When the writers decided to make the showdown with Klaus the penultimate episode of the season, they were taking a pretty big risk. The epic confrontation had been building for the entirety of season two, and to pay off all of that fan anticipation in the episode before the finale, well, that took some guts, especially considering the emotional wallop the episode delivered. Although not everything in the finale worked, there was a heck of a lot of good. I guess by now I should realize these writers kind of know what they’re doing.
On the whole, this was really Damon’s hour as everything that happens to any character is at least tangentially related to his impending death. A sick Damon is sort of a sad-sack Damon, which is not very surprising because the man does enjoy a nice round of self-pity, even in his most robust of days. His sickness leads to visions of his past with Katherine, through which he realizes he alone is responsible for his lot in life: If he had only refused Katherine, everything would have turned out differently. That this revelation happens while he is in bed being comforted by Elena is of no consequence, I’m sure.
He and Elena share some very tender moments where he admits he loves her and she kisses him goodbye on the lips, which I’m sure made a few sections of the internet explode. It’s all very sweet, but there really is no new information here. We all know Damon loves Elena, including Elena. From Elena’s perspective, the kiss seemed like nothing more than someone saying goodbye to a friend, and it didn’t seem romantic in the least. This is why it was so jarring to immediately hear Katherine (who arrived to administer Damon’s cure) taunt Elena with lines like “It’s okay to love them both, I did.” I likely interpret these events differently because I have no emotional attachment to Elena and Damon as a couple, but it felt like little more than fan service. I’m not saying it couldn’t develop into something more, but that moment didn’t feel like more.
Of course, all of this might change next season due to the little matter of Stefan and his new “friendship” with Klaus. For some reason, Klaus has decided to make Stefan his little pet project and is determined to turn him into the bad-ass killer he used to be way back when he was fueled by human blood. Let’s face it, the only reason we as an audience need for this development is that them as a team is kind of hot. I mean, really. Yowza. Once Stefan figures out Klaus is the key to saving Damon, the die is cast. He’ll do whatever it takes to save his brother, even if it means teaming up with the most evil vampire/werewolf hybrid in the world, binge drinking gallons of human blood and killing an innocent young girl before skipping town on some sort of Natural Born Killers rampage across America. Let’s be honest, this turn of events doesn’t really make much sense right now, but wow is it fun. Stefan has needed a story of his own for quite a while and this has the potential to be a good one. Also, I can’t possibly imagine who Elena is going to turn to for comfort while he’s gone.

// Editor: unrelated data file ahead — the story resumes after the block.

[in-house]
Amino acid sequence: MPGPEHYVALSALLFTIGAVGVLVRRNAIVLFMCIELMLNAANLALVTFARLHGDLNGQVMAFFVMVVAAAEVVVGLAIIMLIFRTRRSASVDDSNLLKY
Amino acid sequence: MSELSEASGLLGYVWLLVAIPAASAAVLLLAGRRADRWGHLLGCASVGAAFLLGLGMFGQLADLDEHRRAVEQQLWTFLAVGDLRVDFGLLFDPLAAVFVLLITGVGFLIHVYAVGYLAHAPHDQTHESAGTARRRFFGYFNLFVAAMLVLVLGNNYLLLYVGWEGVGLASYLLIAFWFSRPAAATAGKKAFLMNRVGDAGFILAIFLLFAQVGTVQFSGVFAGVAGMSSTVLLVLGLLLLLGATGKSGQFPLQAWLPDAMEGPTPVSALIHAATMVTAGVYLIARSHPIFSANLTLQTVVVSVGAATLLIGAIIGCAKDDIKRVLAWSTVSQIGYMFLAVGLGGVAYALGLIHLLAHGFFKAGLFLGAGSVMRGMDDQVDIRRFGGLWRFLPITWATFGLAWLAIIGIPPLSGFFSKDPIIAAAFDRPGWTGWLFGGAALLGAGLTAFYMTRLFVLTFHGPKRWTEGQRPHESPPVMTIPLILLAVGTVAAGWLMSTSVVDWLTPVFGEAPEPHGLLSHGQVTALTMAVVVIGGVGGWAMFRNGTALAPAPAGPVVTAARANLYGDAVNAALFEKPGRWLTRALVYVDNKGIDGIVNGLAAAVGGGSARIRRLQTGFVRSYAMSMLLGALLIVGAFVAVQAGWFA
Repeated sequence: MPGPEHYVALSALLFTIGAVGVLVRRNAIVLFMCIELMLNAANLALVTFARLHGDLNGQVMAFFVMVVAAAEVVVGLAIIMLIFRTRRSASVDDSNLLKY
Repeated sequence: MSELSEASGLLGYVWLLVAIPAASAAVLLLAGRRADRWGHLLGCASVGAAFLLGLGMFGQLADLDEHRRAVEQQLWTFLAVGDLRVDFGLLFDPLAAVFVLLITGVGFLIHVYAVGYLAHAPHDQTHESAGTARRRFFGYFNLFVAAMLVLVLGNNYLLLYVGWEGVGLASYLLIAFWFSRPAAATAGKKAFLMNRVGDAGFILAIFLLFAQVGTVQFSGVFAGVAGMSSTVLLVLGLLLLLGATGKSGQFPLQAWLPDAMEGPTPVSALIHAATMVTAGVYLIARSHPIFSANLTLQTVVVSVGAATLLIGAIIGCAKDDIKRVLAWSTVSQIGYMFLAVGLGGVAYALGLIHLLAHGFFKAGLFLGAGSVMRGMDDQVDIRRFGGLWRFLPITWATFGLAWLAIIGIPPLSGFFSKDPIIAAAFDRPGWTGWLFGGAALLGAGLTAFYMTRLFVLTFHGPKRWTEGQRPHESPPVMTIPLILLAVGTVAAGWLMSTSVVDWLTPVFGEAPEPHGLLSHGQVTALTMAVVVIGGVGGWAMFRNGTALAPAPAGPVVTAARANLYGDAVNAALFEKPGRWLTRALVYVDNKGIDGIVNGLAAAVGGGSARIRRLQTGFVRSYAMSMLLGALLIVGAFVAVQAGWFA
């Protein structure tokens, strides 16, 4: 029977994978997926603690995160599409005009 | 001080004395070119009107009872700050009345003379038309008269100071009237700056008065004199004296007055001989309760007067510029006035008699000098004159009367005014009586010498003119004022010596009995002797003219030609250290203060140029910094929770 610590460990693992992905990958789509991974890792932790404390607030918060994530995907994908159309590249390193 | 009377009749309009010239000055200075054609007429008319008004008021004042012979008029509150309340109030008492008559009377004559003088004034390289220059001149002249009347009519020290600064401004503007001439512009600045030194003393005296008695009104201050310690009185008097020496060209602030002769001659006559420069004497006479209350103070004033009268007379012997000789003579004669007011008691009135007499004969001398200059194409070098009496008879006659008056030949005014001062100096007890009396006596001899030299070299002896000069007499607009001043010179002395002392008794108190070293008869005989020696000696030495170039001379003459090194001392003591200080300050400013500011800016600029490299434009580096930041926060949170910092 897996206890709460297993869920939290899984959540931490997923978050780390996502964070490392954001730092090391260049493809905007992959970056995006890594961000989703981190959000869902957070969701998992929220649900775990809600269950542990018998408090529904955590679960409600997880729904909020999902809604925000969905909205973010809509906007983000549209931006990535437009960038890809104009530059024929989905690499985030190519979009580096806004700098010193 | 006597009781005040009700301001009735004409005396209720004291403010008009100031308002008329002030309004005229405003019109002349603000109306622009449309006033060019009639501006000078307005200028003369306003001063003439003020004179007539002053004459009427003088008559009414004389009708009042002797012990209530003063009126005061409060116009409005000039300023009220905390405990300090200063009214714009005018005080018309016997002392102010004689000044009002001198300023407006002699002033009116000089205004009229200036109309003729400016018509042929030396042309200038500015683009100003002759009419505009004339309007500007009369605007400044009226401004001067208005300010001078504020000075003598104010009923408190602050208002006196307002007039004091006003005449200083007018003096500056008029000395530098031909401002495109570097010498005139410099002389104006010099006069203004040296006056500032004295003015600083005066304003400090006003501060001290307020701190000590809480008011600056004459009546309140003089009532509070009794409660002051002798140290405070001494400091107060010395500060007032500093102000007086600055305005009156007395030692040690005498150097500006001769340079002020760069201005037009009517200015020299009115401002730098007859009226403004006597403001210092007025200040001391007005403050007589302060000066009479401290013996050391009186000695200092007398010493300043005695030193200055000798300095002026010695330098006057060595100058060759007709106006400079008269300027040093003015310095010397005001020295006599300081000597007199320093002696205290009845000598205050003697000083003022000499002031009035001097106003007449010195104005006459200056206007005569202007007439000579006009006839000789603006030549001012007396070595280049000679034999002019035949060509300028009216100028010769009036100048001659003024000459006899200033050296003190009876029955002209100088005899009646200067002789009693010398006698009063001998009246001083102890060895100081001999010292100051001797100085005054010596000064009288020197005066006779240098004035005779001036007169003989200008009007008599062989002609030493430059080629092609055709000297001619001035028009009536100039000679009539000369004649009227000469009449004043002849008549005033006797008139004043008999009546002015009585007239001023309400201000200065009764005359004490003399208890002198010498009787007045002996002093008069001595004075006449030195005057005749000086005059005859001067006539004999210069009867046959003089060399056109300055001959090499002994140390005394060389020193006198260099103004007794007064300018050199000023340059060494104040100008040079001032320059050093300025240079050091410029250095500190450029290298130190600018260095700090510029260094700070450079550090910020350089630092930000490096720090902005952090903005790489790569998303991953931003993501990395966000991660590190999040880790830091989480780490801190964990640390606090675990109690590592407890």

The final big doing of the episode (and I do mean BIG) was the fate of young Jeremy Gilbert. Jeremy has been a character adrift for much of the season, stuck as one of the only normals amidst a sea of supernaturals. Many weeks he was reduced to Bonnie’s trusty sidekick, or absent altogether. All of this is about to change, ladies and gentlemen, because Jeremy is normal no longer! After mistakenly being shot and killed by Sheriff Forbes, the only way Bonnie can bring him back to life is to beg a favor from the witches. The first sign something is off with Jeremy is how he confesses to feeling “different,” and we all know feeling different in Mystic Falls is rarely a good sign. Later that night, he awakes to noises which turn out to be the ghosts of Vickie and Anna. YOU GUYS. JEREMY IS HALEY JOEL OSMENT, BUT FOR VAMPIRES INSTEAD OF AGING ACTION STARS. This development is – in a word I tend to overuse but really, really mean this time – awesome. I have no idea what this means for the future but giving Jeremy a purpose was sorely needed. Bravo, writers.
Overall, I think this was a really good episode of The Vampire Diaries, if not quite as powerful as last season’s finale or even last week’s episode. There are two main ways to approach a finale: the wrap up or the set up. This, unquestionably, was a set up episode, which makes perfect sense considering the show thrives on forward momentum. Ending a season on an emotional beat with most story threads tied up is just not in the show’s nature, which is one of the reasons it has so many fans. Despite this episode not having quite the impact of last week's, I doubt many of the fans aren’t rabidly looking forward to the season three premiere. Until then, my friends!
- Ellliiiijaaaahhhhh! Noooooooooooooooooooooo!
- Caroline’s scene with her mother was genuinely touching. Come around to the ways of the vampire, Sheriff Forbes! It’s nice down here.
- So, is Alaric Elena and Jeremy’s new daddy? That’s fun.
- All those originals…someone needs to go on a dagger-pulling expedition next season!
- No Tyler or Matt. It will be interesting to see what their roles are next season, as the love triangle angle is kind of played out.
- I guess both Elijah and Jeremy can now play Buffy in a Mystic Falls community theater performance of “Once More, With Feeling,” now that they’ve both died twice. I vote Elijah, so we can see him do the “Give Me Something to Sing About” dance.
- “OK, give me the glass. Neither one of us is drunk enough for this conversation.”
- “You know I have big plans for you, when we leave this town.”
- “I know it will always be Stefan, but I love you. You should know that.”
- “You should have met me in 1864. You would have liked me.” “I like you now, just the way you are.”
- “It’s okay to love them both. I did.”